November 16, 2008

Blame in the Blogosphere: When Fundamental Freedoms are under Fire

In the United States, our news media is fortunately uncensored, which encourages citizens to express their opinions openly and honestly. While there have been incidents of abuse concerning the freedoms of speech and press, most recently perceptible in the harsh critique of certain candidates campaigning in the U.S. presidential elections, these rights are fundamentally part and parcel of a democracy. These intrinsic liberties have become particularly powerful in the realm of the blogosphere, which has become a forum for the flow of ideas, concerns, and discourse not only within the United States but also on an international level as well. The blogosphere is undeniably less reliable in terms of non-partisan news delivery, and one must take each post with a grain of salt, as they are often saturated with biased viewpoints and opinions. In spite of a few minor pitfalls surrounding a free media, its emancipated existence is crucial for discussion and self-expression. Unfortunately, these democratic principles are not globally enforced, and even countries that do include these freedoms in their constitutions often violate them when it is to their benefit. A good example of the repression of promulgated rights is discussed in two Nigerians' blogs concerning recent events in both the Nigerian blogosphere and "free" media. The first, from PBS's World View Blog, is a post entitled "Nigeria Joins List of Countries Harassing Bloggers," in which Sokari Ekine discusses the recent arrest of Nigerian bloggers Jonathon Elendu and Emeka Asiwe, and the implications of these incidents in regards to the government's relationship with the media. Nigerian Curiosity, a blog by Solomon Sydelle, raised similar concerns about Nigerian President Yar'Adua's relationship with the press in his post "Yar'Adua to Sue Nigerian Newspaper." Both entries demonstrate how these relatively self-contained incidents could have disastrous effects on the country, further de-legitimizing an already unstable regime of governance.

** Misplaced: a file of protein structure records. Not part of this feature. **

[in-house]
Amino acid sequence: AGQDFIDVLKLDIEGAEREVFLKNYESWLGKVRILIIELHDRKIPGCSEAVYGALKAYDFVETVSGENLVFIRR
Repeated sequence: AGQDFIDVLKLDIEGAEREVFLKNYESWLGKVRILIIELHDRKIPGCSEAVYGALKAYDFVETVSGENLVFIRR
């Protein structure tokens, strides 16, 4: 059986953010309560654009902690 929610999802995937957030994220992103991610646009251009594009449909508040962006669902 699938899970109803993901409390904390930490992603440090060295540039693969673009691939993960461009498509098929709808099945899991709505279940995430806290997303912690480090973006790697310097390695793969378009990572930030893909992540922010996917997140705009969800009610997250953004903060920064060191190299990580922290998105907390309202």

"Nigeria Joins List of Countries Harassing Bloggers"

Sokari, thank you for addressing such a salient issue that was in need of proper attention. I appreciated the integrity of your post, and the wide base of evidence you incorporated to support your argumentative viewpoint. It seems that the Nigerian government and particularly President Yar'Adua need to practice what they preach and uphold the values they communicate. While it is encouraging that President Yar'Adua declared a commitment to upholding an unrestricted press, his actions concerning the arrest of Jonathon Elendu and Emeka Asiwe dictate the opposite, which makes one wonder if he is truly committed to ensuring that liberty. This disconnect in parlance and performance is especially pertinent in a country such as Nigeria, which has struggled to achieve a true democracy after independence in 1960, and has been burdened with an unfortunate history of cyclic corruption within the government. Intentionally or not, Yar'Adua has further undermined his position as president with the detention of these two bloggers without an explanation as to the crimes behind the two arrests. On the other hand, I find that a president should not be subject to unprecedented attacks or misinformation surrounding his actions as head of state. The arrests have already exacerbated public suspicion on his commitment to freedom of speech and of press.